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Self-powered and broadband opto-sensor with bionic visual adaptation function

Self-powered and broadband opto-sensor with bionic visual adaptation function
Visual adaptation of human eye. Credit: Weizhen Liu, Xuhui Yang, Zhongqiang Wang, Yuanzheng Li, Jixiu Li, Qiushi Feng, Xiuhua Xie, Wei Xin, Haiyang Xu, and Yichun Liu

Recently, an artificial visual device with integrated visual adaptation functions was proposed by Professor Xu Haiyang's group from Key Laboratory of UV-Emitting Materials and Technology of Ministry of Education, Northeast Normal University, China.

The device can operate in self-powered mode and exhibit good human-eye-like adaptation behaviors, which include broadband light-sensing image adaptation (from ultraviolet to near-infrared), near-complete photosensitivity recovery (99.6%), and synergetic visual adaptation, encouraging the advancement of intelligent opto- and machine vision systems.

Visual perception, a vital sensing functionality for human beings and other vertebrates, contributes more than 80% of the perceptual information from the ambient environments to the brain. With the rapid development of artificial intelligence, artificial visual systems are demanded to be able to mimic the capabilities of biological systems. Among them, an important functionality is visual adaptation, which can automatically adjust the response to stimuli according to different light environments.

However, the existing efforts on mimicking visual adaptation functions have been trapped in complicated hardware and algorithms that typically reduce operating efficiency. Ideally, a new generation of artificial visual systems with adaptation functions should have a simpler structure and lesser logic operations.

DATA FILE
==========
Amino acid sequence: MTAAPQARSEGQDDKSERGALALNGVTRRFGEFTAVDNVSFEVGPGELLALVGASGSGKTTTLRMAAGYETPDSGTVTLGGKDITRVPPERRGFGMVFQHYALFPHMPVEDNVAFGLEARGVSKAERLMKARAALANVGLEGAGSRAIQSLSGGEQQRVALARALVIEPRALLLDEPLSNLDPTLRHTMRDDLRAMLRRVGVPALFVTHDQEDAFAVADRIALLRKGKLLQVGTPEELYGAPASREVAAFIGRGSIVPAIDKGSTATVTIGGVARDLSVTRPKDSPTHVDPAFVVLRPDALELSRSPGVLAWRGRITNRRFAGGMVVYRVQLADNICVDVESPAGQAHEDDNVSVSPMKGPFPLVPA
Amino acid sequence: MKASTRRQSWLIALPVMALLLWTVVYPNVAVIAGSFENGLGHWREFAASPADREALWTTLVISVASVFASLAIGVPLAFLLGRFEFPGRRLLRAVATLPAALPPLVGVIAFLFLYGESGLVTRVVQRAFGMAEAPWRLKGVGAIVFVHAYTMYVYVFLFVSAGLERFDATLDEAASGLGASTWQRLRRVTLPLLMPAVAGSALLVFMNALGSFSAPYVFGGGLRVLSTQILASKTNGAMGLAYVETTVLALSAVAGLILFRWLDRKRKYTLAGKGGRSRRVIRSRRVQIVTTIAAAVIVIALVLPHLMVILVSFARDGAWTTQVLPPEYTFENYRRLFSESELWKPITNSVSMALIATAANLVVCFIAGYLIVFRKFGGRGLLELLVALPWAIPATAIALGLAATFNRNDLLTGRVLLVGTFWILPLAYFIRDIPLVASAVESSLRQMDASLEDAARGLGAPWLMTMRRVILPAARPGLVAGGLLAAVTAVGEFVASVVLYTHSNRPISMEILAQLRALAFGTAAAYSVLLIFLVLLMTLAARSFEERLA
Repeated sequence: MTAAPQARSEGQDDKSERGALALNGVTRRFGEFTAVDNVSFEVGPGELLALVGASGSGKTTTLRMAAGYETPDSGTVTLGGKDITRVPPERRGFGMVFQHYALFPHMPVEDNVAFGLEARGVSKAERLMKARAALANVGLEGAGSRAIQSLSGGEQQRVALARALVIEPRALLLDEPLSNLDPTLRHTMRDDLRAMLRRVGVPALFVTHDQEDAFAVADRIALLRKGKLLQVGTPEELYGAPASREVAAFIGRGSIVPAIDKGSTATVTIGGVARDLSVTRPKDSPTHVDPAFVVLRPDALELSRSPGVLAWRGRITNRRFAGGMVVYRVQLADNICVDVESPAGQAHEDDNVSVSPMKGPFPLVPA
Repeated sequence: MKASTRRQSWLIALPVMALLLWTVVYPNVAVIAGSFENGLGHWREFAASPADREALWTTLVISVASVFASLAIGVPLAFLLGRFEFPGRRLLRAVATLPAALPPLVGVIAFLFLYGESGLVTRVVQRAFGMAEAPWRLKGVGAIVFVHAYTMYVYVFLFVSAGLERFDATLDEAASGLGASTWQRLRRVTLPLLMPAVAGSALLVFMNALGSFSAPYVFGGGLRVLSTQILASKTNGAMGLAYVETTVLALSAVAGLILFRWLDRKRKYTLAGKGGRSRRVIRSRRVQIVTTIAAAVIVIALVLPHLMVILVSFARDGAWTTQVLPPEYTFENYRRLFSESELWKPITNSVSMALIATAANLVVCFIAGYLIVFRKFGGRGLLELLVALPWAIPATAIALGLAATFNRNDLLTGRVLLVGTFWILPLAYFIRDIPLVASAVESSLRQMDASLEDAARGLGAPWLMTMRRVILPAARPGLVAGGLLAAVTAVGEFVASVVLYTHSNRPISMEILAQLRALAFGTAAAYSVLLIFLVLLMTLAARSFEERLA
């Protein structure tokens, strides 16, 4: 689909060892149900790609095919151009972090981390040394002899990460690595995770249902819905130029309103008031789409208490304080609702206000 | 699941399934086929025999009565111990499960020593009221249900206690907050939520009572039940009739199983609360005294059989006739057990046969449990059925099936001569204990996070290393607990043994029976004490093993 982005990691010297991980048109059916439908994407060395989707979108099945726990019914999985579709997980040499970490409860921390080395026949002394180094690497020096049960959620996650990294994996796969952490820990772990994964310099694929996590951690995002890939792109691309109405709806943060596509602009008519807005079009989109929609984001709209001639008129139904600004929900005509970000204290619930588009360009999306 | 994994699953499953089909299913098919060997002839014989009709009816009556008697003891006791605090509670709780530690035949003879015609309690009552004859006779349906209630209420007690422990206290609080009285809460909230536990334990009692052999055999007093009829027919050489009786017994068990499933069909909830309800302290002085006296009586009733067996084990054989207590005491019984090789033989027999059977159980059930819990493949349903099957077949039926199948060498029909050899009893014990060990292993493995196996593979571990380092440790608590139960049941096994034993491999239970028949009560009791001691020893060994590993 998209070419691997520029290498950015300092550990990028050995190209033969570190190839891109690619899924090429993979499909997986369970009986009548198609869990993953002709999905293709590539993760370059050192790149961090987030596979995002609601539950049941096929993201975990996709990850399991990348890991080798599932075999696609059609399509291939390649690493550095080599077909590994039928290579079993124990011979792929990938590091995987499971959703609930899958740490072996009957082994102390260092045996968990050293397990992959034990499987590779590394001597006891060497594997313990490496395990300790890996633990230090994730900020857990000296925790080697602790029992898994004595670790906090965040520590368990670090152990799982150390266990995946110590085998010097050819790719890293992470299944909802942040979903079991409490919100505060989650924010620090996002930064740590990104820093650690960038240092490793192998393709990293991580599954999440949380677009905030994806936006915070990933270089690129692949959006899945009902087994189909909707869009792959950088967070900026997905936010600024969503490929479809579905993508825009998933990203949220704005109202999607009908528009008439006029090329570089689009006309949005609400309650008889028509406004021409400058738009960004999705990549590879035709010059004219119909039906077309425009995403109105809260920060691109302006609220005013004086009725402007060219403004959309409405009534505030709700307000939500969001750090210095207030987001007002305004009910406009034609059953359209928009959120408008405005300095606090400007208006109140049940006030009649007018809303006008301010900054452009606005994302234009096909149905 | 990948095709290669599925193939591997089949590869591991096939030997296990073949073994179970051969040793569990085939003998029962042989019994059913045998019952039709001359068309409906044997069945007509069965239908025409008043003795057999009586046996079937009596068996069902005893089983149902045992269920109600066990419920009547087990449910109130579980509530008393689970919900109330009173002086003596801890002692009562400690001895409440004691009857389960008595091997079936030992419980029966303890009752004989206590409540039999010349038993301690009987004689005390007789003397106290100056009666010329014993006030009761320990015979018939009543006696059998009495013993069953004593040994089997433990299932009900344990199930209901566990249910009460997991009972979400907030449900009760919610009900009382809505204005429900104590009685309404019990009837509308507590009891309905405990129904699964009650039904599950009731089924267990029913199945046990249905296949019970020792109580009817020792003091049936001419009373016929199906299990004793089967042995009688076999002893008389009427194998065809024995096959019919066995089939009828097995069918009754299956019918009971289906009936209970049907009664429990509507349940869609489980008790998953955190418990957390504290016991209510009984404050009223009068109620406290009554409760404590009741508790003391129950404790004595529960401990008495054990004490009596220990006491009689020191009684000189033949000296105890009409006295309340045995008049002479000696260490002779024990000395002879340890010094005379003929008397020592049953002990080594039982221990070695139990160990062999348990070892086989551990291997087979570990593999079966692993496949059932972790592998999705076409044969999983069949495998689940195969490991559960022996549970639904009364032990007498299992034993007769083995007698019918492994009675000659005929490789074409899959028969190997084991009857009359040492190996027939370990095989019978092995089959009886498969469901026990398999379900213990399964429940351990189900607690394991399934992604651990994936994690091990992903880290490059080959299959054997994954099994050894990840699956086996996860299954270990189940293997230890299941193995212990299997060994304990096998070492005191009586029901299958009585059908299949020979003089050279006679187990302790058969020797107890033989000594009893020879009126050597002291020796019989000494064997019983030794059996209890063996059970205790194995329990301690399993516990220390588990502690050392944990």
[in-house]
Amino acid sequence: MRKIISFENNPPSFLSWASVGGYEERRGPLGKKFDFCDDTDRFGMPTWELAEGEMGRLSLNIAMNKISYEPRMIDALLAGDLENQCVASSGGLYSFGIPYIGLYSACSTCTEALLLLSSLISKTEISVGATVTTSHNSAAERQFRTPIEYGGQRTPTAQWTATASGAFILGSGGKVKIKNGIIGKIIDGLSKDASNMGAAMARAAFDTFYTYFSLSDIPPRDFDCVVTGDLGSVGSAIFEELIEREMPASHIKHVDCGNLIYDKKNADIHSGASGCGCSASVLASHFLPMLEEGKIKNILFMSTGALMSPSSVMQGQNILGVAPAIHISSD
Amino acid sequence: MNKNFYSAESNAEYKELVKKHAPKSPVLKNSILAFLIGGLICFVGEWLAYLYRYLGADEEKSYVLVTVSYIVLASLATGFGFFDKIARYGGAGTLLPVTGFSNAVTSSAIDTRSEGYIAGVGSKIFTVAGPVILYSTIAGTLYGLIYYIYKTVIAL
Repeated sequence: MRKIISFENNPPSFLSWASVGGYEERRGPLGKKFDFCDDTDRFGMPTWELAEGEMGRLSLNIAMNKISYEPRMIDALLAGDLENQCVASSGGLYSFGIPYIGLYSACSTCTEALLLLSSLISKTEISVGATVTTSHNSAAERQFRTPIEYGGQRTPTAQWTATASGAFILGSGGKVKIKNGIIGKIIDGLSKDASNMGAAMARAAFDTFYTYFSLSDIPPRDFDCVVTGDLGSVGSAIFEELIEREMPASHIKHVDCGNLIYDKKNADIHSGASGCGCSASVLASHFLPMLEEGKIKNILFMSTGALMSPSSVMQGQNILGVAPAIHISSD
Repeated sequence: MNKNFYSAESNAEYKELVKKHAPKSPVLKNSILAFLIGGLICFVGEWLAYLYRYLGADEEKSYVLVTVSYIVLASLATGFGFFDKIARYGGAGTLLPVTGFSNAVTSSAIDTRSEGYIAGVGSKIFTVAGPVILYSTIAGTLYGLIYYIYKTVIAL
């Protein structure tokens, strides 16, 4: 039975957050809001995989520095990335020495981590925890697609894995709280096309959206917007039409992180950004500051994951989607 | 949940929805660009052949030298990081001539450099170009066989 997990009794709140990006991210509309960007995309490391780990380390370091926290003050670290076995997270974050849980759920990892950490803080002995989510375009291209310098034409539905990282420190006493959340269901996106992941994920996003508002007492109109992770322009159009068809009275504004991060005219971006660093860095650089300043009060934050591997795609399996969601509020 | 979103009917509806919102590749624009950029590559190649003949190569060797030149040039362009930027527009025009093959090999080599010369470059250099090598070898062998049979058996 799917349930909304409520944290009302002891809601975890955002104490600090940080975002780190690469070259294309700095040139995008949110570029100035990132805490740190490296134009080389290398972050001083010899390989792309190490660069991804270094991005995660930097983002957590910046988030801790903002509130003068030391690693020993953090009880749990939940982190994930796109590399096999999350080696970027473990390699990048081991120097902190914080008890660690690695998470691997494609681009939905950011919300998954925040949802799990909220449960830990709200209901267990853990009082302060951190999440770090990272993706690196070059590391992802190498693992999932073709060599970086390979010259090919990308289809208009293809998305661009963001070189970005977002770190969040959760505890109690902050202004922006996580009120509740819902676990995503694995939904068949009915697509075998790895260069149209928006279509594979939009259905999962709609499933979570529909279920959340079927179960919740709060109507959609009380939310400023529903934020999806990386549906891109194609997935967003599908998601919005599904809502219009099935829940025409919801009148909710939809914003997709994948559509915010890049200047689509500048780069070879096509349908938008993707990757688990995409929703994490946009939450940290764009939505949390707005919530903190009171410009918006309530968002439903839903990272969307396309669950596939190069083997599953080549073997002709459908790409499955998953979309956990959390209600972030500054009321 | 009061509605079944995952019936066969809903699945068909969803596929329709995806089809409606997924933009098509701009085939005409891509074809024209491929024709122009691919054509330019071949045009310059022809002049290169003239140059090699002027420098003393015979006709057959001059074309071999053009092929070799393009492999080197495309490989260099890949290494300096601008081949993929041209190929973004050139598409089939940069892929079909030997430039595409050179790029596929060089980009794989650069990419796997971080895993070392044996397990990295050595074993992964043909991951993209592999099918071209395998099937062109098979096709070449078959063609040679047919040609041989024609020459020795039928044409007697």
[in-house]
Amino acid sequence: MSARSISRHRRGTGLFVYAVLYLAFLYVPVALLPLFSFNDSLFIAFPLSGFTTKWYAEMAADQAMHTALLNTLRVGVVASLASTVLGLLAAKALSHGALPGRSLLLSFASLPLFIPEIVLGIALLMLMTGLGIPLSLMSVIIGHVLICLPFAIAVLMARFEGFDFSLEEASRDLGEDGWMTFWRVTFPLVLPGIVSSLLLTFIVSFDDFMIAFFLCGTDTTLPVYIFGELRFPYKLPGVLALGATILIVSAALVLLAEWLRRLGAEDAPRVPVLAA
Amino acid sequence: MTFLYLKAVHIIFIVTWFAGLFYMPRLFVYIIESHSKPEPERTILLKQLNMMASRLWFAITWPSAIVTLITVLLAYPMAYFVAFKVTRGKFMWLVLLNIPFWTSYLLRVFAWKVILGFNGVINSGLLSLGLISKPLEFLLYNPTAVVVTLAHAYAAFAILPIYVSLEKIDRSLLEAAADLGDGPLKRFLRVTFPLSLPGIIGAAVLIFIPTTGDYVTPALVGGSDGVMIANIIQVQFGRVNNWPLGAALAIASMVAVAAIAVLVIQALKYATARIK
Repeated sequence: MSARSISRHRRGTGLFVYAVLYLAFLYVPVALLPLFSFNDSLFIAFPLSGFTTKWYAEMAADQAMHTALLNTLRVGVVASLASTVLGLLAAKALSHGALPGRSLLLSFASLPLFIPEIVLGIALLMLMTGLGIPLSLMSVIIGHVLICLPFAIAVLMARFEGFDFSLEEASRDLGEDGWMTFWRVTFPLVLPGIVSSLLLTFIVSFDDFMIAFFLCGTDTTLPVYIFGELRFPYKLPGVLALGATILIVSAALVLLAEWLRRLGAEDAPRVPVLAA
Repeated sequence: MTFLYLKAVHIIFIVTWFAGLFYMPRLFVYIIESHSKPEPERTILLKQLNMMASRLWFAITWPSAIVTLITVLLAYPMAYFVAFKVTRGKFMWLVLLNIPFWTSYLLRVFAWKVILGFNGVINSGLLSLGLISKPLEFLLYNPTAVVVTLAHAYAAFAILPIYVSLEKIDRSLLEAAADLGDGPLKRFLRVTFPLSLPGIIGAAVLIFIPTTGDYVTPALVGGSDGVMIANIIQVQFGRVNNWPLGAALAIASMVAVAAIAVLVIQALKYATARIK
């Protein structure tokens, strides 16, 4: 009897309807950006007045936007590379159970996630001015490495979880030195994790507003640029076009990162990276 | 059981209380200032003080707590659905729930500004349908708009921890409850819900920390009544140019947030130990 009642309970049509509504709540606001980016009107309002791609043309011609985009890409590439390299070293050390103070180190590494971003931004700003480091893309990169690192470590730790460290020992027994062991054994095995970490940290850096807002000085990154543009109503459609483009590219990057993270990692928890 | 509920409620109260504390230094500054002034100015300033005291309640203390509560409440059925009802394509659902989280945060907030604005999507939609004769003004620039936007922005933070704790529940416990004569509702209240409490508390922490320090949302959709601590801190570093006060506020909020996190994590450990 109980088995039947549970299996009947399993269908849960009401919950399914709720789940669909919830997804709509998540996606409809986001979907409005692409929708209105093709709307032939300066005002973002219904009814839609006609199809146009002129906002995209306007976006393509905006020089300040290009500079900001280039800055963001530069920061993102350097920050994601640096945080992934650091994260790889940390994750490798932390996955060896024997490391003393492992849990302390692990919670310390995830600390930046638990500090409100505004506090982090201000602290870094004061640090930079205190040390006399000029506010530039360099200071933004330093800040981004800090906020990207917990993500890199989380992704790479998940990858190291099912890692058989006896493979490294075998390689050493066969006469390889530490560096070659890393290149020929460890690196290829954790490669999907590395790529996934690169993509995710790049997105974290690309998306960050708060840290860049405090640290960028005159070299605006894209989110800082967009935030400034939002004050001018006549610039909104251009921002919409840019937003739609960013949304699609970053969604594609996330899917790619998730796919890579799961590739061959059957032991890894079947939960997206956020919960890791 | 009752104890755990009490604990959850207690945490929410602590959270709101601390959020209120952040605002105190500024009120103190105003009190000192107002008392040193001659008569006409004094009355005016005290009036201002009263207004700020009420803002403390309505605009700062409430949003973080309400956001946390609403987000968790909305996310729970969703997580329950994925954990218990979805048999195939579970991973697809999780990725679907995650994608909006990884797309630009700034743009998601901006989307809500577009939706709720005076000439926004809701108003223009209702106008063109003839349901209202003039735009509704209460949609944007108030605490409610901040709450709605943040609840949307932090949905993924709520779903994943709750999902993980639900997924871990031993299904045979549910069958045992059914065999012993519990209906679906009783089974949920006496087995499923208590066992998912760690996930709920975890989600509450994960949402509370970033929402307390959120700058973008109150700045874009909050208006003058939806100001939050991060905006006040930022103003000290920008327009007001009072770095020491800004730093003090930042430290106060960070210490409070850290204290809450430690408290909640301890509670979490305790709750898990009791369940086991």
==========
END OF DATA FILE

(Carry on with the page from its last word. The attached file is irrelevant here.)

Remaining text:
Unfortunately, their main mechanisms are still restricted to modulation of carrier trapping or ion migration, which are inadequate for the future development of visual adaptive devices and artificial visual systems. Hence, it is highly desired to explore more working mechanisms to serve the visual adaptation function of artificial visual systems that possess simple device architectures.

  • Self-powered and broadband opto-sensor with bionic visual adaptation function
    Light-intensity-dependent and broadband response. Credit: Weizhen Liu, Xuhui Yang, Zhongqiang Wang, Yuanzheng Li, Jixiu Li, Qiushi Feng, Xiuhua Xie, Wei Xin, Haiyang Xu, and Yichun Liu
  • Self-powered and broadband opto-sensor with bionic visual adaptation function
    Bioinspired visual adaptation functions of the γ-InSe opto-sensor. Credit: Weizhen Liu, Xuhui Yang, Zhongqiang Wang, Yuanzheng Li, Jixiu Li, Qiushi Feng, Xiuhua Xie, Wei Xin, Haiyang Xu, and Yichun Liu

In this work, a two-terminal opto-sensor based on γ-InSe flake is experimentally demonstrated to emulate the human visual adaptation. The main working mechanism for the dynamic adaptation is confirmed to be the synergy of photo-pyroelectric effect and photo-thermoelectric effect.

Because the γ-InSe opto-sensor can act as a self-powered device, benefiting from the photocarrier separation induced by the built-in electric field at the Schottky junction interfaces between gold electrodes and γ-InSe, emulate the human visual adaptation ranging from ultraviolet to near-infrared light.

More importantly, the device can exhibit good human-eye-like adaptation behaviors, which include broadband light-sensing image adaptation (from ultraviolet to near-infrared), near-complete photosensitivity recovery (99.6%), and synergetic visual adaptation, encouraging the advancement of intelligent opto-sensors and machine vision systems.

The research is published in the journal Light: Science & Applications.

More information: Weizhen Liu et al, Self-powered and broadband opto-sensor with bionic visual adaptation function based on multilayer γ-InSe flakes, Light: Science & Applications (2023). DOI: 10.1038/s41377-023-01223-1

Journal information: Light: Science & Applications

Citation: Self-powered and broadband opto-sensor with bionic visual adaptation function (2023, July 25) retrieved 20 April 2024 from https://phys.org/news/2023-07-self-powered-broadband-opto-sensor-bionic-visual.html
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